Millenium Politics: What's in the Dome? A solution to the Mandelson problem, maybe

We are already aware that the Millennium Dome will be capacious. Every schoolboy knows (provided he can actually read) that you could fit Nelson's Column under the Teflon canopy and surround it with four Albert Halls. But an equally pertinent question would be: "Is it big enough to contain Peter Mandelson's ambitions?" And, from his perspective at least, the answer seems to be a decided "yes". The Minister without Portfolio has taken possession of the scheme. He reportedly refers to it casually as "my Dome" and far from maintaining a cautious distance between himself and a project which could easily bite the hand that feeds it, he has repeatedly jumped the safety moat. If it all does go wrong it will be virtually impossible for him to claim that he wasn't at the heart of the failure. And this needs explanation, surely. It may be that his admiration for his grandfather (who masterminded the Festival of Britain) has added an emotional allure to this task but there must be more to it than that.

We shouldn't rule out the possibility, first of all, that the possession has worked in the other direction entirely - that Mr Mandelson has succumbed to building fever, a delirium caused by the intoxicating fumes that rise from architectural models. It is an occupational hazard for architects, naturally, most of whom live their lives in a haze of never-to-be-realised magnificence. But architects are inured to the effects by repeated exposure, are far better able to maintain some notion of reality in order to survive the inevitable disappointments.

Outsiders often have weaker heads. When I worked at the BBC, for example, it was widely believed that the career advancement of Dick Francis, then head of radio, had been finally derailed after his seduction by a Norman Foster design for a new Broadcasting House. This was to occupy the site of the old Langham Hotel and it would have been a wonder - "responding to but not overwhelming" All Souls opposite, providing a "diagonal processional galleria" from Cavendish Square through to the flagship of public service broadcasting. Norman Foster came in to address staff about its potential glories, which included glass-walled recording studios to reveal broadcasters to their public and a U-shaped lift, which would carry workers between any floor of the old building and any level of the new. Such a lift had never been built before and seemed to some of us a slightly over-engineered substitute for the zebra crossing which had given years of maintenance- free service, but it was all part of the fantasy of advancement and achievement such endeavours generate, the bliss of tangible progress.

You can see that the Greenwich site is heady stuff in this respect. From toxic dereliction to wonder of the world in just a few short years; if it works it will be the make-over of the decade and it will reflect on its begetter a glow of mastery and control. Those who wonder why an able politician should pour all his energies into the erection of a glorified big top have to take account of the fact that the big top might be seen by Mr Mandelson to contain the one thing which he conspicuously lacks - public acclaim and even (let us dream a little along with him) public affection. (I don't want to be casually snotty about the Dome, incidentally: even in its skeletal state, a crown rack of lamb without the meat, it already inspires awe by its sheer scale. If Mr Mandelson has lost his heart, it is not to a mediocre edifice.) So we may have one speculative answer to the question we began with - in career terms the Dome may represent a zig which will only make obvious sense in the light of the succeeding zag, the route to high office often requiring some crab-like motions.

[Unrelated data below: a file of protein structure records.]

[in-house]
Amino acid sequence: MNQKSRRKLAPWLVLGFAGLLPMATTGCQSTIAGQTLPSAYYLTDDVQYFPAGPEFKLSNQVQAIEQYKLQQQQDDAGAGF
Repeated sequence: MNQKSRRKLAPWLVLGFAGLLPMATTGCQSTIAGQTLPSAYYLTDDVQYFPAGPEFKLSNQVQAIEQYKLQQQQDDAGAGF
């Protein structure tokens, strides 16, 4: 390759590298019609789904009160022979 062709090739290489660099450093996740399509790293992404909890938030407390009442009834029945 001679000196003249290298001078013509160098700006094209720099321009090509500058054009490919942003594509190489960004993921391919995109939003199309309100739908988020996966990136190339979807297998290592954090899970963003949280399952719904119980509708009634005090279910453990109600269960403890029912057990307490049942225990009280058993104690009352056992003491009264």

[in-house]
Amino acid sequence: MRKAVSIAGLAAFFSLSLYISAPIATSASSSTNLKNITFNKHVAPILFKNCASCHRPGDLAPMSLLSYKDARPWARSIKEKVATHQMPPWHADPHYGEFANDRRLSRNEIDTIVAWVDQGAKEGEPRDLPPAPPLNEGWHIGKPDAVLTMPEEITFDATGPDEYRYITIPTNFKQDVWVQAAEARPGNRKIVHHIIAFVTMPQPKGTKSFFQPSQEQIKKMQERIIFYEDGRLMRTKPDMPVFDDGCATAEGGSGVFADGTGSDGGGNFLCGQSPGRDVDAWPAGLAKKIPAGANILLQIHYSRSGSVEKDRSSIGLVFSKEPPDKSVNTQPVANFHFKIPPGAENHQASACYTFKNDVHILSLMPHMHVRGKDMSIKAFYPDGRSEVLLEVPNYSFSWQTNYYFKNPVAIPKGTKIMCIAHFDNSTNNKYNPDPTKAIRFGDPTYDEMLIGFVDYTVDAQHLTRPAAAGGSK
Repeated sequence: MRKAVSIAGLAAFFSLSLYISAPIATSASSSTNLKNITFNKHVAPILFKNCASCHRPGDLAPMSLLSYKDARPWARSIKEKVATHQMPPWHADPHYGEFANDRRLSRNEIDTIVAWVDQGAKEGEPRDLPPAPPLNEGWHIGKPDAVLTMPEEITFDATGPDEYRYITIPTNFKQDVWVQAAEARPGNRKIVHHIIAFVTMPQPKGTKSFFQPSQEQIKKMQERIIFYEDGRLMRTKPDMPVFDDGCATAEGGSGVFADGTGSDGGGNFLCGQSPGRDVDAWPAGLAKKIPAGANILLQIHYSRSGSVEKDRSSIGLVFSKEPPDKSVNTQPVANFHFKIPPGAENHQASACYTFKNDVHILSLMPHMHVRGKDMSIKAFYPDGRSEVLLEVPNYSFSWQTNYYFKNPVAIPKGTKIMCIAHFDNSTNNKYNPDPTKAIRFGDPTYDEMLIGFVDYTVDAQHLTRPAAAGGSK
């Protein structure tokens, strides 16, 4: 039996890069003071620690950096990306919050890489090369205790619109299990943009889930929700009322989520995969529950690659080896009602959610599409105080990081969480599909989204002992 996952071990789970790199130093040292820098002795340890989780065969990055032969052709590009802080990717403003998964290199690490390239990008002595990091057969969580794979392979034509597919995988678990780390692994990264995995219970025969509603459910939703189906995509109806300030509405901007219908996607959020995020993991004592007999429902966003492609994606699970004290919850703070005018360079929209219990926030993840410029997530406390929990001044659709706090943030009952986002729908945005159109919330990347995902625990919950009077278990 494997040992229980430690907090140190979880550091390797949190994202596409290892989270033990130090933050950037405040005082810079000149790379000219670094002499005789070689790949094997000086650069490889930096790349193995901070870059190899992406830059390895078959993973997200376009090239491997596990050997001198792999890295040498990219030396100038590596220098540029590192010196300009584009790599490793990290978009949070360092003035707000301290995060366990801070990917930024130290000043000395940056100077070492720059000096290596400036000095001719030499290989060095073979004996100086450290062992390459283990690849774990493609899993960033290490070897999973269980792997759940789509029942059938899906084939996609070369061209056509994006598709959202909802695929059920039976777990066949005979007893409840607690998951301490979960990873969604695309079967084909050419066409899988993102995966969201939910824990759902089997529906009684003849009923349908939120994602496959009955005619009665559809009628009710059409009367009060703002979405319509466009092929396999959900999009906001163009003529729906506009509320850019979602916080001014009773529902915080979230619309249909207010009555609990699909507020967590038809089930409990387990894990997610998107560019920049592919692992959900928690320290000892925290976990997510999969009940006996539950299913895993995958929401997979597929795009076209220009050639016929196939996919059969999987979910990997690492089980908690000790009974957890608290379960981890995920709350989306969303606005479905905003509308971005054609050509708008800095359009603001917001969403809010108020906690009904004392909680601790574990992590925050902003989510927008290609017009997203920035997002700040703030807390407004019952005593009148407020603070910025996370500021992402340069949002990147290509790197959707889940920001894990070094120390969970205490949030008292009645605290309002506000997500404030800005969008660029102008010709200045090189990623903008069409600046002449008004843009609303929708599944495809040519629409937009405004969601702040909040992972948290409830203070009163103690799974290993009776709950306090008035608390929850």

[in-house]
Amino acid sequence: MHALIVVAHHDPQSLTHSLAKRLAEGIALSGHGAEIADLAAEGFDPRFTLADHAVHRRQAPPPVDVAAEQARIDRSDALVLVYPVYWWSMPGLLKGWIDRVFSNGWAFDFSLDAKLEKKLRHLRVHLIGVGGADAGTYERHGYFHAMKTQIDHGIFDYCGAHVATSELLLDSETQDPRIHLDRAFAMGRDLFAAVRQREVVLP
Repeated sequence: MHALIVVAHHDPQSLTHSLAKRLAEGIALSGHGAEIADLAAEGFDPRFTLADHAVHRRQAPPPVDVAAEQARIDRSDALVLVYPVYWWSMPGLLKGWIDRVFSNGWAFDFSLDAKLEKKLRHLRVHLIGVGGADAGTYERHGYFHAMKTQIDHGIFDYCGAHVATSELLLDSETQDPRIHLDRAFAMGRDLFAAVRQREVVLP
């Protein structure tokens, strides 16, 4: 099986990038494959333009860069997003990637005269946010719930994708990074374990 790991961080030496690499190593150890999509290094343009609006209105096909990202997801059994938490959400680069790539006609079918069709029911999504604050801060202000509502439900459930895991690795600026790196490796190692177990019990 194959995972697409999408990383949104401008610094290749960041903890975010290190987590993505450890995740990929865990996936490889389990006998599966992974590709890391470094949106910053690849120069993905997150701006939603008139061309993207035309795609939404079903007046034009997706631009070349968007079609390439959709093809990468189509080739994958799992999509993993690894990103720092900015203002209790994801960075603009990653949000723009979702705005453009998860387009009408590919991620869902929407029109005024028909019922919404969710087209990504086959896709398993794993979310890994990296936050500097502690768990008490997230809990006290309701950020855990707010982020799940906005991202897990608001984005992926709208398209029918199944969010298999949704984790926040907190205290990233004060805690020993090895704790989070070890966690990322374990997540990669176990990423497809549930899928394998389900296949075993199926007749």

But it is worth remembering, too, that questions change their meaning depending on who is asking them. Imagine that same initial query put by Tony Blair, for example. It would, I think, sound a good deal more calculated and strategic and it is difficult to believe that Mr Mandelson has not taken that into account. In The Prince Machiavelli refers at one point to the admirable utility of the French parliament in insulating the king from public hatred. "From this," he writes, "we may draw an important conclusion: that princes should entrust unpopular measures to others, and reserve popular ones for themselves". On the face of it, though, Tony Blair seems to have done precisely the opposite - he has taken on the task of pushing through welfare reform, a potentially explosive task, while his trusted lieutenant is made Minister for Bread and Circuses. Never mind that the Dome is turning out to be a singularly unpopular project (a contempt reinforced almost daily by comedians, for whom its bulk and vacuity make it an unmissable target) that couldn't necessarily have been foreseen at the time when Mr Mandelson was given his job. But when you think about it the Dome took a sizeable stone out of Tony Blair's shoe. The Prime Minister's gifts of incredulity are considerable - as demonstrated by his ingenuous shock when anyone questions his good intentions - but even he must have recognised that the nation did not love Bobby as he did, never mind his colleagues in the Labour Party. And once the task of election was over it was difficult to see to what task Mr Mandelson could be applied without generating a persistent screech of internal friction. The job of supervising the Dome, safely beyond the pale of government policy, and ambiguously poised between reward and exile, could hardly be bettered as a solution. Mr Mandelson's friends can present it as a great opportunity, fraught with dangers that only amplify the eventual achievement, while his enemies can relish the diet of scepticism and contempt he will be obliged to consume for the next two years. It may well be staggeringly expensive, then, but in one respect at least, the Dome is already fulfilling its function.

Susan Sarandon described David Bowie as
peopleSusan Sarandon reveals more on her David Bowie romance
Lewis Hamilton walks back to the pit lane with his Mercedes burning in the background
Formula 1
Arts and Entertainment
The new characters were announced yesterday at San Diego Comic Con
comic-con 2014
Arsenal supporters gather for a recent ‘fan party’ in New Jersey
Have you tried new the Independent Digital Edition apps?
Life and Style